Having or taking magnesium, of course, is essential to heart function. It literally helps keep your heart beating, and other studies have shown that high levels can not only prevent heart disease, but also lower your risk of death from the disease.

    It's also been shown to help prevent cancer, control insulin, boost the immune system, strengthen bone, prevent migraines, and more -- so much more, since taking magnesium plays a key role in some 350 functions in the body that we know of so far.

    The researchers behind the new heart study of course say the best way to get magnesium is from food rather than supplements, and no one would argue with that.

    But to end the advice there ignores the reality of the situation: The modern diet is painfully low in magnesium -- so low that up to 80 percent of Americans don't even get minimal recommended levels, much less the higher optimal levels we see in research.

    So while you should certainly increase your intake of magnesium-rich foods such as leafy greens like spinach, be sure to add a supplement as well. And when choosing a supplement, be sure to turn the bottle over to see which form it contains, as there are several.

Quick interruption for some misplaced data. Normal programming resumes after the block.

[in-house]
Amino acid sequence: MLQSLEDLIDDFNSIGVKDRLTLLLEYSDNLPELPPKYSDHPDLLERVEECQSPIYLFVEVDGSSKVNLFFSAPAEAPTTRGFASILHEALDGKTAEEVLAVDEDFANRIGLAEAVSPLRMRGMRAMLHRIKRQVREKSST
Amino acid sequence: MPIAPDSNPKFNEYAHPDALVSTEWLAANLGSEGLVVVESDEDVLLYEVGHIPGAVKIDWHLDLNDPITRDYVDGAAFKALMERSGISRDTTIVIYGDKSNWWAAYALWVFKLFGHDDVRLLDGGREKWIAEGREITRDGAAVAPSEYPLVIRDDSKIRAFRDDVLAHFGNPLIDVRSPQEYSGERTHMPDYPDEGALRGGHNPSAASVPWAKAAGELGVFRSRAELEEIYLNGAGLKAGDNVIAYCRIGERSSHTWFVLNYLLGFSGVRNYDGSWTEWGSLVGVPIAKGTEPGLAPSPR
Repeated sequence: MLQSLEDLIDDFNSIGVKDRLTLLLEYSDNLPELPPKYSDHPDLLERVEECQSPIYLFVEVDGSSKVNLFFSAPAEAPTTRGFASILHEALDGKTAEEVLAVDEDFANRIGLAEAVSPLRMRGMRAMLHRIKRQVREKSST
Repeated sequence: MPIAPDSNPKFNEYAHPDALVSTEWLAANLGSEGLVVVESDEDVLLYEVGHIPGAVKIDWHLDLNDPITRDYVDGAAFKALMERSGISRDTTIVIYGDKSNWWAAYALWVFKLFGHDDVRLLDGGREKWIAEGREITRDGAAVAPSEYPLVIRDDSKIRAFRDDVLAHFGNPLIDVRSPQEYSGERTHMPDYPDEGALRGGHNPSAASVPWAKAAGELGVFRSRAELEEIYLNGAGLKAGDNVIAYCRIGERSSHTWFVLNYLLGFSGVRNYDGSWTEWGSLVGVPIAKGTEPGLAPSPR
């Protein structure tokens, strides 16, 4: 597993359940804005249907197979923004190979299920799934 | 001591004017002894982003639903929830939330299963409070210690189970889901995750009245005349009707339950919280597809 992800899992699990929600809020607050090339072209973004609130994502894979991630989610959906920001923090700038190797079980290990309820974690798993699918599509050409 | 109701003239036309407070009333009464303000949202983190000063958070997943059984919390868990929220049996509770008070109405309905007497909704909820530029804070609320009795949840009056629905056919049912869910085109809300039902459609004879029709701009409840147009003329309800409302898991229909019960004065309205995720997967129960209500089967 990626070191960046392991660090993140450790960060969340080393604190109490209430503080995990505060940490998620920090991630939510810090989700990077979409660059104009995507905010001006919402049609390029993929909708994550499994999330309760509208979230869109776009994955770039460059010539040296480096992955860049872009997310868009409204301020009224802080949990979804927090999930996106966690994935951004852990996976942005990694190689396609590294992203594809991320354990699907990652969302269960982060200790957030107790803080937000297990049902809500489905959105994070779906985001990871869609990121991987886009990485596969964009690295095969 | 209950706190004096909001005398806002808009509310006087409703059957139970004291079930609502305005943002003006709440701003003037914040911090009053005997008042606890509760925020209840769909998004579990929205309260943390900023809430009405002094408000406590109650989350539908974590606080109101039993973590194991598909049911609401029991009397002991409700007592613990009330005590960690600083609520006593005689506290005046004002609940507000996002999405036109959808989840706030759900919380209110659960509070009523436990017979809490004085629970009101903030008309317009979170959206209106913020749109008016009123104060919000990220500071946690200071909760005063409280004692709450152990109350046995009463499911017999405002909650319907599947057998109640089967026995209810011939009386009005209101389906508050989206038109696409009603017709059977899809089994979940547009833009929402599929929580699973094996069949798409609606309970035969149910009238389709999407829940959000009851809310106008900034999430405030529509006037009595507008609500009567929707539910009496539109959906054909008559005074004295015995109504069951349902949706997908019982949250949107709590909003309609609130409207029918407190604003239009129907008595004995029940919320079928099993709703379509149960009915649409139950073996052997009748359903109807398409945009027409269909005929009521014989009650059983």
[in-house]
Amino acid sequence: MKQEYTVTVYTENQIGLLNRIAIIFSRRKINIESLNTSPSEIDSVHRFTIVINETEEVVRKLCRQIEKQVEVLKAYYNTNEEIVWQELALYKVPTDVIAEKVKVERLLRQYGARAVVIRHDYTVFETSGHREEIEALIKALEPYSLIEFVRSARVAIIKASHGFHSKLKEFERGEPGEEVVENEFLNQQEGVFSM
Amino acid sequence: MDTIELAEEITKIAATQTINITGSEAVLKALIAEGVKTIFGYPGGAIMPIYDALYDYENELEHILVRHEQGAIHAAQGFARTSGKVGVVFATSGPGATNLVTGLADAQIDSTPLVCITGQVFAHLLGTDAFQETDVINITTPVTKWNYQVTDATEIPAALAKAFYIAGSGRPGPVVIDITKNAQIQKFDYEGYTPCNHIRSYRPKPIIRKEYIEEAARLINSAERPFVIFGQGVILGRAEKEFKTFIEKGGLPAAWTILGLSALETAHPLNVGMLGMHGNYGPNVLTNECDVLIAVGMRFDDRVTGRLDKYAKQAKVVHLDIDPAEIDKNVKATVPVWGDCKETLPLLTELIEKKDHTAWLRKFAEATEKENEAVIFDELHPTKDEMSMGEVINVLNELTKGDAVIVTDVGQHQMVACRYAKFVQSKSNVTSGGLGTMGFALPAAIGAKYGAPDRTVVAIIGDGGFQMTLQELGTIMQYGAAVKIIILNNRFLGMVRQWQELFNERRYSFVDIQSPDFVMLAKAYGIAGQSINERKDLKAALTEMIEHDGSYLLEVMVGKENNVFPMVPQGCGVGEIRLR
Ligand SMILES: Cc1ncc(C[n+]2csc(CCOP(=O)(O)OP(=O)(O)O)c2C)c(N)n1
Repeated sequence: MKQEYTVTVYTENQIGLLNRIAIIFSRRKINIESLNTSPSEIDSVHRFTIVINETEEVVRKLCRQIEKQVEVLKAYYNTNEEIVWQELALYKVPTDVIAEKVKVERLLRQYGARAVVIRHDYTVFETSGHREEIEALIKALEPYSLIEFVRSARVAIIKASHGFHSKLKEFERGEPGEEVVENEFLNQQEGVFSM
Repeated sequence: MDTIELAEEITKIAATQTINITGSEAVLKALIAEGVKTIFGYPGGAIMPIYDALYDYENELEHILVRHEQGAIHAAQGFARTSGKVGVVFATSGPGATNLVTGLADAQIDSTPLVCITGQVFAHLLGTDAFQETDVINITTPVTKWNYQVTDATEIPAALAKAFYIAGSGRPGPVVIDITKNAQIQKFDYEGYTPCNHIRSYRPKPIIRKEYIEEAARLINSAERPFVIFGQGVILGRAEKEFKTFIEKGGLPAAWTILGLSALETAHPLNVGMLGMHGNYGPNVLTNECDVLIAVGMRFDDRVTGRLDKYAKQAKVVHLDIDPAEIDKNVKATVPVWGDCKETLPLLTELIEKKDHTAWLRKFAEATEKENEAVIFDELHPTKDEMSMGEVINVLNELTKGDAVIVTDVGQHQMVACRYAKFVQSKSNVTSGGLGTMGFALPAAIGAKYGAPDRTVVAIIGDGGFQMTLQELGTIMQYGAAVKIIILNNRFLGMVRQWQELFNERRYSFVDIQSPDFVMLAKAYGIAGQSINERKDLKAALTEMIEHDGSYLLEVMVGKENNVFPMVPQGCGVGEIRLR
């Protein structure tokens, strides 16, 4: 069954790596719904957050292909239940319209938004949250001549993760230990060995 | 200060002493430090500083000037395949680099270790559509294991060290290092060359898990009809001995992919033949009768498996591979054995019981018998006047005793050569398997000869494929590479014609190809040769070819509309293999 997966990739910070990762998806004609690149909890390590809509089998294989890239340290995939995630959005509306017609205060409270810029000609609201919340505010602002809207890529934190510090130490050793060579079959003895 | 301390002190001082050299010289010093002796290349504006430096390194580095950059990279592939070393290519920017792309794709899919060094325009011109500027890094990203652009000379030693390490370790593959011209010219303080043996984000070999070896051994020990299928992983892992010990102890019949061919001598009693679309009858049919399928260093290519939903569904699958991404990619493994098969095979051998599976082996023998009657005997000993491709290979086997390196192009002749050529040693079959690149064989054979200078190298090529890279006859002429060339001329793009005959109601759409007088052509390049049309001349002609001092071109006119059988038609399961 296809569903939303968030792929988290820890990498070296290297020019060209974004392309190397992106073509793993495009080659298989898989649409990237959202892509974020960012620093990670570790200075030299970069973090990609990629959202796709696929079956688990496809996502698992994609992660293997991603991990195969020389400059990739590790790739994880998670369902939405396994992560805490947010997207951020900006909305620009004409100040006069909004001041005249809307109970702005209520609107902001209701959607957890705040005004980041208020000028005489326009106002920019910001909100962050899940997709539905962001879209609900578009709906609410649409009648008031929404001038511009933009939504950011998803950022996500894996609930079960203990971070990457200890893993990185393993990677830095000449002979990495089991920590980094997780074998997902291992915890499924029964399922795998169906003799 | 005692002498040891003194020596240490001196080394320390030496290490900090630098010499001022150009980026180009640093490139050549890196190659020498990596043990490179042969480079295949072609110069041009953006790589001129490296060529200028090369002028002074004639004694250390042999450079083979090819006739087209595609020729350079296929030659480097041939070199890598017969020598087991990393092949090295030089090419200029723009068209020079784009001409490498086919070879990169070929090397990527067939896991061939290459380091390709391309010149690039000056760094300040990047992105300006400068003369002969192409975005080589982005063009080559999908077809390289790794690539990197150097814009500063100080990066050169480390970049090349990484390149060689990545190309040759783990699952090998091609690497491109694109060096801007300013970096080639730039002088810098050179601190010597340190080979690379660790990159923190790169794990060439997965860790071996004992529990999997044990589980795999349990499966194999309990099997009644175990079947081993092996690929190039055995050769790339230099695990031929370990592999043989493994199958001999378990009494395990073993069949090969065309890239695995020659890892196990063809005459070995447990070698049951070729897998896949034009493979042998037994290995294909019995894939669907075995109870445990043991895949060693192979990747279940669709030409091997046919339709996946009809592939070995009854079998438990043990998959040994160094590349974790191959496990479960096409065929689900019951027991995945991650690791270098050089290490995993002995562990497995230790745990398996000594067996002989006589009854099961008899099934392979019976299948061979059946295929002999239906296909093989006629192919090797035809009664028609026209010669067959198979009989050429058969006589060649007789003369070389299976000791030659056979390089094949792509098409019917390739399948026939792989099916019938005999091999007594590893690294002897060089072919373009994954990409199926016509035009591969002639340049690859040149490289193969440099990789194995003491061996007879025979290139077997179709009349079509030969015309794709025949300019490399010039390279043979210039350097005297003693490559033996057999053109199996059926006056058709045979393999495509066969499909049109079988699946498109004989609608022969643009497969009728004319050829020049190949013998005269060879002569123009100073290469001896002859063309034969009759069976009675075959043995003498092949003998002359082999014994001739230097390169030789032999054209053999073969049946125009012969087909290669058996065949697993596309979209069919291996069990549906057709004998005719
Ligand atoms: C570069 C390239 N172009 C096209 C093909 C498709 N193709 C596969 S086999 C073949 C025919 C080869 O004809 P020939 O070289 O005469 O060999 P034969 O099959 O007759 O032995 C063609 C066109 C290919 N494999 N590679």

The one you want is called magnesium glycinate, which is more easily used by your body.

  3. Cholesterol meds may cause diabetes

    New research confirms that statin drugs -- including some of the best-selling drugs in the world -- can increase the risk of diabetes.
  4. Olive oil benefits vs. fish oil benefits

    A new study claims to find no benefit for fish oil -- but that's only thanks to some shady research tricks. Get the real story here.
  5. Chamomile tea benefits turn off cancer cells

    A new study finds that a compound extracted from chamomile tea can switch off the defect that allows some cancer cells to survive and thrive.
  6. Feeling depressed doubles stroke risk

    A new Australian study finds that depression may double stroke risk in women... even younger ones in their 40's and 50's.
  7. Getting fit slashes risk of cancer and heart disease

    A new study finds that keeping fit can dramatically slash your risk for lung and colon cancer as well as heart disease.
  8. B vitamins can help protect against memory problems